Mentorship of the utmost importance for Indigenous Gee-Gees footballers, past and present

Student life
Crowd at GEE-GEES game
When Ben Maracle and Trevor Monaghan met at uOttawa’s Indigenous Alumni Sports Mentorship and Connection lunch in summer 2023, Monaghan had already been following Maracle’s football career for several years.

Proudly donning uOttawa’s garnet and grey since 2019, Maracle is the starting quarterback with the Gee-Gees and has been recognized as one of the top offensive players by the Ontario University Athletics association. This season marks his fourth and final year with uOttawa before he graduates from the psychology program with a minor in Indigenous studies.  

a group of 5 people standing side by side

Monaghan (BSocSci ’01) himself is no stranger to Gee-Gees football, having played multiple positions with the team between 1997 and 2001. Striking up a friendship after the alumni lunch, the pair are working together and apart on a common goal of bringing the sport they love to their home communities, Monaghan to the Cree Nation of Chisasibi in northern Quebec and Maracle to Tyendinaga Mohawk Territory near Kingston.  

Their commitment stems from a shared belief: that football is so much more than just a game. It has offered a support system away from home, teachable moments, and the motivation for academic success. And, of equal importance, football has become a vehicle for both men to foster not only the next generation of Gee-Gees football players, but also a culture of athletic excellence among Indigenous youth.  

“Football changed my life dramatically and in a very positive direction. I would love to get even one person to follow that same path,” says Maracle. “Lessons around time management, teamwork, and communication were key,” Monaghan adds. “Football gave me the tools to be successful in my own life.” 

Bringing football home 

Football is not the default sport of choice among kids living on reserve, where hockey, lacrosse, and broomball reign supreme.  

Maracle remembers skipping recess as an 11-year-old to watch Tom Brady highlights with an elementary school teacher. Monaghan, meanwhile, came across football when a neighbour asked if he could fill the last spot on their local team. By age 10 he was playing quarterback and winning team MVP. 

gee-gees football players in a huddle

While Maracle and Monaghan found their way to football almost by accident, they want to make it easier for other Indigenous youth to fall in love with the sport. In 2022, Maracle created a program that brings CFL and uOttawa football players to Tyendinaga for a day camp-style event. They run football skills exercises, sit down for a traditional lunch, and talk about the sport’s unique ability to bring together plays of different races, sizes, and strengths.  

“I try to bring as many CFL players as I can to these camps,” explains Maracle. “For these kids, their eyes light up. They’ve never met a pro athlete before. When you don’t see that, you don’t think it’s attainable. This camp shows them that their dreams are not out of reach.”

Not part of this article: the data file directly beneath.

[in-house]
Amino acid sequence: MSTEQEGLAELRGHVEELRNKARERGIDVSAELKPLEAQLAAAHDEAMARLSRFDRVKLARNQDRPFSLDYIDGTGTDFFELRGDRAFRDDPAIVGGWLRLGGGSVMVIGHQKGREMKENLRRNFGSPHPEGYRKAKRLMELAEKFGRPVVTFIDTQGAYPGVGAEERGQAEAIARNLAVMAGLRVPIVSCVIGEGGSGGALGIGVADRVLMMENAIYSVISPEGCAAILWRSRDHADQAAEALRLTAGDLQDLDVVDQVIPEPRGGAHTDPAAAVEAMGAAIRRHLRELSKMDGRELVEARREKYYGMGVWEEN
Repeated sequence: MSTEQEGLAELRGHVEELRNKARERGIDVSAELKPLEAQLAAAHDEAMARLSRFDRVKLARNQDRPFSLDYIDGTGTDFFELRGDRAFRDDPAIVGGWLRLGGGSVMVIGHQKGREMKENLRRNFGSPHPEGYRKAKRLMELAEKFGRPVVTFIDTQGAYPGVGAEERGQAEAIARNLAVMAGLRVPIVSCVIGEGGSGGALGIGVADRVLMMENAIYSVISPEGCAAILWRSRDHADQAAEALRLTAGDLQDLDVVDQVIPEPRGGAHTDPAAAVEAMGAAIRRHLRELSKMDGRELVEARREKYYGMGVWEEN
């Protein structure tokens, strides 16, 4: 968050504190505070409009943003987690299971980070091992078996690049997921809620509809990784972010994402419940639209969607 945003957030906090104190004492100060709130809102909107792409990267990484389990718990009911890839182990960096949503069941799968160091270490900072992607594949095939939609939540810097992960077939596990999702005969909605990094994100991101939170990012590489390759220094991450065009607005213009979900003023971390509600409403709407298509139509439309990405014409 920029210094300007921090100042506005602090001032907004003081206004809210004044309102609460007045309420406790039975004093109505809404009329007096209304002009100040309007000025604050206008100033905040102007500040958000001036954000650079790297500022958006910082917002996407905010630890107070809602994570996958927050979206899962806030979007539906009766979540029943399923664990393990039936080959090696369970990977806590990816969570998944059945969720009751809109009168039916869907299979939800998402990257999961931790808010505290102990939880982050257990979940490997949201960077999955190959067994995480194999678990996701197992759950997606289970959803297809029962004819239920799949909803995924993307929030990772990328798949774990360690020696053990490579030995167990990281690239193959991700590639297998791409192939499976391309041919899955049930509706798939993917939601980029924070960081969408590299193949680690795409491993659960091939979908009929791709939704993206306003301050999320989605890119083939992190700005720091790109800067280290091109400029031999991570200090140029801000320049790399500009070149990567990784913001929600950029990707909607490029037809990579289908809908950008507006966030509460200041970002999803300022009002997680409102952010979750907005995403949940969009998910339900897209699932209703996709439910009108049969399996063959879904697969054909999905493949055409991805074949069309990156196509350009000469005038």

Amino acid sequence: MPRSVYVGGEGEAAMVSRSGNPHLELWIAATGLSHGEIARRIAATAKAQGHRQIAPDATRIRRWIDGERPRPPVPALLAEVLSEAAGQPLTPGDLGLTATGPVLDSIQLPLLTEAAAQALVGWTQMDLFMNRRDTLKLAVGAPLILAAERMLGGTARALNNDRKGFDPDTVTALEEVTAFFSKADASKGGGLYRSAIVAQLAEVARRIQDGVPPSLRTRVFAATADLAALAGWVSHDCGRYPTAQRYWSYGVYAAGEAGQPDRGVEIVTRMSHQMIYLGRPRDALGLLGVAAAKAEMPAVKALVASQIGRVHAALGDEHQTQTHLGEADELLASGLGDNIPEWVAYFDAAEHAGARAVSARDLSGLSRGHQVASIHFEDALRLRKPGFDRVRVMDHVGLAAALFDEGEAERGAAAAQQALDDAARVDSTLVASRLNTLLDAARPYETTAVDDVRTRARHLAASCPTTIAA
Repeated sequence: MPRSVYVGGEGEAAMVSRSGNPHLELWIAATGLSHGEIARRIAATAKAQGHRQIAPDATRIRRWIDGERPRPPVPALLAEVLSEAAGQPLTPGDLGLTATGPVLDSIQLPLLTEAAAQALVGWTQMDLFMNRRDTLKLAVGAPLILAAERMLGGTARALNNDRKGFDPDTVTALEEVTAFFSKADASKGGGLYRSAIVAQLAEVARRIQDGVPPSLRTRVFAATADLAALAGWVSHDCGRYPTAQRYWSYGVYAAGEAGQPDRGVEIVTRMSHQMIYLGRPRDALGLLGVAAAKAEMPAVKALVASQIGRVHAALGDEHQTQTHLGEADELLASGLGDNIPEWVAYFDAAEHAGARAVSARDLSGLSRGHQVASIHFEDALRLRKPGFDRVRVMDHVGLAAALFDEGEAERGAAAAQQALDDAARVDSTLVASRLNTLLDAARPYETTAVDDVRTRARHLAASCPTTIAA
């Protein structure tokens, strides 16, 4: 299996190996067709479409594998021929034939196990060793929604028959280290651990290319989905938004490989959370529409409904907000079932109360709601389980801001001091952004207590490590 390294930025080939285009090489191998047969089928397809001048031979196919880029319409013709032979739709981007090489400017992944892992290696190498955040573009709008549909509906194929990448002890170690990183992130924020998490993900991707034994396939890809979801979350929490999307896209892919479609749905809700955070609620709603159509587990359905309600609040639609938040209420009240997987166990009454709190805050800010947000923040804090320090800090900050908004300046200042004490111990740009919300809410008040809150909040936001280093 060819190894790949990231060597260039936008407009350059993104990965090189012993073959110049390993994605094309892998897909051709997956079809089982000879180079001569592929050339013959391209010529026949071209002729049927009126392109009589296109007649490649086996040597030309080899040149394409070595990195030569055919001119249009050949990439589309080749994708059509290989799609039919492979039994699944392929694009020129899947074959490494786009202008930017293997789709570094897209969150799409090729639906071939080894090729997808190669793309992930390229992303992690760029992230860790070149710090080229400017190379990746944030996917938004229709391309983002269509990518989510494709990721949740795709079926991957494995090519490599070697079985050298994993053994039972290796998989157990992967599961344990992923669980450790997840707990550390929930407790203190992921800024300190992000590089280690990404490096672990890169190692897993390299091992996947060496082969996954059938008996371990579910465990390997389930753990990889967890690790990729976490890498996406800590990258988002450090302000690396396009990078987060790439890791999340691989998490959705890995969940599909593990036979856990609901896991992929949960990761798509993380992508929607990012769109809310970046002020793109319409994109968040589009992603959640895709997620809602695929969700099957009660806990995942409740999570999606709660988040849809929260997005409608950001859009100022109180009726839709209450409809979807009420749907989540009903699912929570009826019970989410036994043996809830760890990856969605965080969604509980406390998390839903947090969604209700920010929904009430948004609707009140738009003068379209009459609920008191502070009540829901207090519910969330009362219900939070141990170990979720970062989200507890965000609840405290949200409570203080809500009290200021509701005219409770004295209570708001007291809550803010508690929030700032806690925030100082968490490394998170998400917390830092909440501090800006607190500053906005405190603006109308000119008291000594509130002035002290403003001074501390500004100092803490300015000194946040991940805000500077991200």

In Chisasibi, Monaghan has overseen girls flag football and peewee, bantam, and midget football games for boys. Describes Monaghan: “My mom went to residential schools and a part of her childhood was lost through that. I have the opportunity to help a generation that needs the support. There are coaches who gave me a chance and I want to give this generation the same opportunity.” 

As program and facility manager of the Chisasibi Fitness Center, Monaghan has also created a work placement program where uOttawa students and Gee-Gees players move to the community for the summer to oversee personal training programs by day and coach football at night. “I enjoy doing this stuff, and it’s a way for me to thank the University for the opportunity I received,” says Monaghan.  

Alumni support for athletic success 

Beyond his work in Chisasibi, Monaghan’s mentorship efforts extend to his alma mater. He has been a member of uOttawa’s Indigenous Alumni Council for several years and says there remains the need to better link current students with the University’s existing resources, as well as a network of athletic alumni. 

And though not yet a uOttawa grad, Maracle already carries with him the alumni spirit of supporting future Gee-Gees footballers: “I live by the idea that to get rich you need to enrich others. The only way to take the next step is to pass things off to the next generation.”  

Gee-gees football players celebrating on the field

Maracle says that more opportunities like the Indigenous Alumni Sports Mentorship and Connection lunch could help student athletes know that they not only have support in their athletic endeavours, but also in their academics and adjusting to life away from their home community.  

Meanwhile, Monaghan and Maracle were both in the stadium for this year’s Panda Game against Carleton University— Maracle with his teammates bringing home a 5th consecutive Panda victory, and Monaghan with his four sons, all in Gee-Gees jerseys, in the stands celebrating their victory.